DUNLAP, Kansas — On a lonely, country road in Dunlap, Kan., a monument soars. An engraved stainless steel plaque stretches between two pillars of limestone and marks the family farm of a freed slave.
Built by Jack Davis, whose family bought the farm more than a century ago, the monument honors the thousands of African Americans who fled the lower Mississippi Valley for Kansas, seeking a better life.
Sometimes called “Exodusters,” a derogatory term coined by newspapers of the time, they’re former slaves who left the South in 1879 after Reconstruction failed to grant them the benefits of citizenry: the freedom to live as they chose, vote freely and own land. Instead, Reconstruction resulted in the Black Codes, new laws that reinforced oppression, exchanging the chains of slavery for the yoke of tenant farming and sharecropping.
But more than abject poverty, Exodusters fled the anarchy and violence that followed the Civil War when marauding ex-Confederate soldiers and angry Southerners forged the Ku Klux Klan. This “tide of disorder” swept through the South with its members stealing livestock, burning barns, terrorizing and killing African Americans.
Most immigrants were spurred by word of mouth, while others followed organizers such as Benjamin “Pap” Singleton of Tennessee and Henry Adams of Louisiana. Entire communities immigrated to Kansas, “the Garden Spot of the World” and home of abolitionist John Brown.
The story of the Exodusters is a difficult one to tell because, as historian Nell Irvin Painter writes in ” Exodusters: Black Migration to Kansas After Reconstruction,” it was a movement “of poor, rural Southern Blacks not sufficiently Westernized to write their own histories,” largely ignored by scholars.
It’s an important story to Davis, who built his monument to Kansas Exodusters and his family after a life-changing event: doctors diagnosed him with stage IV pancreatic cancer in spring 2010.
“My doctor finally listened to me in March 2010. She said I had spots and lesions on my liver,” Davis said. “I went to the VA (Veteran’s Administration). They said ‘don’t worry about your liver; you have stage IV pancreatic cancer. You have three months to live.’
“I just take life a day, a week at a time,” he said. “I have gone past the doctor’s timeline and am doing good. I could make it years longer. Not likely, but possible.”
So with the time he has left, he built the monument, which consists of donated steel and two massive slabs of limestone, purchased from Higgins Stone Co. of Wamego, Kan. The twin, rough-hewn pillars stand 10 feet out of the ground in the garden of the former family farm, which Davis sold in 2010 to his neighbors and friends Clayton and Patricia Finney, who moved in the area as a young couple and now operate a ranching business, Wright Creek Ltd.
There, Davis recalled, his family raised cattle, horses, hogs, chickens and other livestock, and grew wheat, milo, sorghum as silage for the cattle, corn, alfalfa and prairie hay.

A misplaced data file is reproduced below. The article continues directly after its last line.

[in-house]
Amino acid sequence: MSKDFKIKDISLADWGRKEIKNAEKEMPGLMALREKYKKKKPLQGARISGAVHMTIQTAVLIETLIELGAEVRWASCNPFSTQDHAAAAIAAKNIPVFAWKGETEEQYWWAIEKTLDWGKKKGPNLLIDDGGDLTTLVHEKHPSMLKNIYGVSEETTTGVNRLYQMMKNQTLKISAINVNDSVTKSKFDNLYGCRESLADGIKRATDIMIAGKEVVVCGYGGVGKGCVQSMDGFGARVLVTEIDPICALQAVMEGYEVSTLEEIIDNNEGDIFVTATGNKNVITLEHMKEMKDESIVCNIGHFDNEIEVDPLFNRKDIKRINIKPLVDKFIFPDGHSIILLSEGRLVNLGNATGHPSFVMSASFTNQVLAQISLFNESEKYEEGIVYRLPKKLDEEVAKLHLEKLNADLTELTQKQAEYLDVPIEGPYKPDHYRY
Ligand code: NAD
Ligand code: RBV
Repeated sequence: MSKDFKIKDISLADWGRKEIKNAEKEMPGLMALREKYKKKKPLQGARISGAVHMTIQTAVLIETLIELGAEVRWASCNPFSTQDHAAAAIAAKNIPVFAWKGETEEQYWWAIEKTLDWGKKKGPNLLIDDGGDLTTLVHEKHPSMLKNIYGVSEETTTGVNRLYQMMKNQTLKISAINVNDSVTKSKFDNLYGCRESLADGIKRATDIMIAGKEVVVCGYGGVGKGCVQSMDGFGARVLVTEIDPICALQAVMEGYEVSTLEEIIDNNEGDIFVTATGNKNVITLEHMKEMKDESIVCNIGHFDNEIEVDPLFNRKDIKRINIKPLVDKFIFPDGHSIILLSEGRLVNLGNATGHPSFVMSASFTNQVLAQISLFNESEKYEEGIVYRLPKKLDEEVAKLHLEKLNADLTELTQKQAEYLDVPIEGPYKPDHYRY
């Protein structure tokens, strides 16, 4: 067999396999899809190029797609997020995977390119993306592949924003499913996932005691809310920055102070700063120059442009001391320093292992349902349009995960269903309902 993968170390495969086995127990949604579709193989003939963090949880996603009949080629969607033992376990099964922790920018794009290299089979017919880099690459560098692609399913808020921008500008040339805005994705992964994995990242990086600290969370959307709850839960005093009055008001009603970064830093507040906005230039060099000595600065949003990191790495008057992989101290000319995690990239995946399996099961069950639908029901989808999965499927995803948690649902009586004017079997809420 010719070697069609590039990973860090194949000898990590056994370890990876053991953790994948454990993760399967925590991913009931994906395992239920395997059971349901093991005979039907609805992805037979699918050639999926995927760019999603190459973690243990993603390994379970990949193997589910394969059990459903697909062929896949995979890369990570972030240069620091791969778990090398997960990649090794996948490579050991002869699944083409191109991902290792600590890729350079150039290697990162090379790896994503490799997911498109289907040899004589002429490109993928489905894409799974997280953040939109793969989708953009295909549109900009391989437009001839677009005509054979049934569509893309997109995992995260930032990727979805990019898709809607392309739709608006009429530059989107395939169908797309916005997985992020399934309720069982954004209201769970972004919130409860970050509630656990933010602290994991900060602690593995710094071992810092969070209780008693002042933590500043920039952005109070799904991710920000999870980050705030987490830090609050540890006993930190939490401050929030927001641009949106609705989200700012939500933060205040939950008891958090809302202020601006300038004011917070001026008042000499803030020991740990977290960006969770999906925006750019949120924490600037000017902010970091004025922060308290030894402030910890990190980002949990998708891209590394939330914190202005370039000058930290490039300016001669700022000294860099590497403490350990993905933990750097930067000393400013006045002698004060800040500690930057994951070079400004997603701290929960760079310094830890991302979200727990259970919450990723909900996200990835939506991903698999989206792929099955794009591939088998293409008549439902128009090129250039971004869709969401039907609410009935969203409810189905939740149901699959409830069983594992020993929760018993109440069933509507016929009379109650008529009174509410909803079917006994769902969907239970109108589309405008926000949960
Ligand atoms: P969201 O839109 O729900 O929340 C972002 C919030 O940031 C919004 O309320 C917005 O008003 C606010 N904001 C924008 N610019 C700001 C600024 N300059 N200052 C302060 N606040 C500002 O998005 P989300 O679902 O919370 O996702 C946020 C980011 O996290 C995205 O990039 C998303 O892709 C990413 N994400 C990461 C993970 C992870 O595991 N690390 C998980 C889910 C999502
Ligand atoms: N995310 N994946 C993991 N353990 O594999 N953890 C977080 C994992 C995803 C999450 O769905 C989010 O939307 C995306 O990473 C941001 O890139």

“My grandfather always had a large garden. Everyone who came to our house, if they left hungry, it was their fault. I remember hearing the older folks say they starved, but if they went to the Davis place, they got full,” he said.
The son of a mixed-race couple, Davis didn’t grow up with his mother. “My daddy never married, and I haven’t either. I was the only child my dad had. Because of racial differences, families would not let them marry.”
As a child, he called his aunt Velera Davis “Mommie,” and would listen to her stories. “Since I was a child, I listened to the older folks talk. Unfortunately, my memories of the stories and the people are vague.”
One of his favorite memories of growing up in Kansas was the sense of connectedness.
“The older people were always ‘Cousin’ or ‘Aunt.’ It seemed like a big, extended family. They’ve since moved all over the U.S. and some are quite famous,” he said.
Davis also moved quite a bit, working as a “Jack of all trades, master of none,” he said.
His experience includes stints as a roofer, farmer, painter and a mechanic. He’s driven 18-wheelers in all 48 contiguous states, as well as dump and oil field trucks. A third assistant engineer, he’s served on ships around the world, including tankers, ore carriers, dive boats, supply boats and fish processors and catchers.
“I was going to sea making good money. While at home, I was rebuilding buildings and fences, trying to keep the place up,” he said. “Then, from 1979 to 1986, vandals destroyed the property. No one knew anything. My family tied up the farm. When I got it back, I could not rebuild. There were no others that I could pass it to that could and would successfully farm the place. I sold the family farm that my Dad and his father spent their lives building.”
It was a close friend’s eldest son, Terry Lyon, who helped “Uncle Jack” erect the monument along Road 300, Lyon County, in Americus, Kan.
“He has been an invaluable help, loaning tools, equipment, his help, the use of his place,” Jack said. “This would have been a lot more difficult without him.”
Although it is tucked away in rural Kansas, the monument is important to Davis personally, and should be important to the descendants of all Exodusters, he said.
“Very few people are even aware of the Exodusters. People forget, or deny, their history. Many have never heard of the contributions of their ancestors,” Davis said. “The descendants of the Kansas colonies have moved all over the U.S. and various countries. Some are successful; others are on welfare or in between.”
It is his hope that a local historical society will help preserve the monument. His lifelong friend Ustaine Talley, now in her 70s, is gathering notes and oral histories for the event. She is planning a dedication ceremony in August.
“I have tried to use durable materials so it will last for centuries,” he said. “I hope it lasts as long as the land.”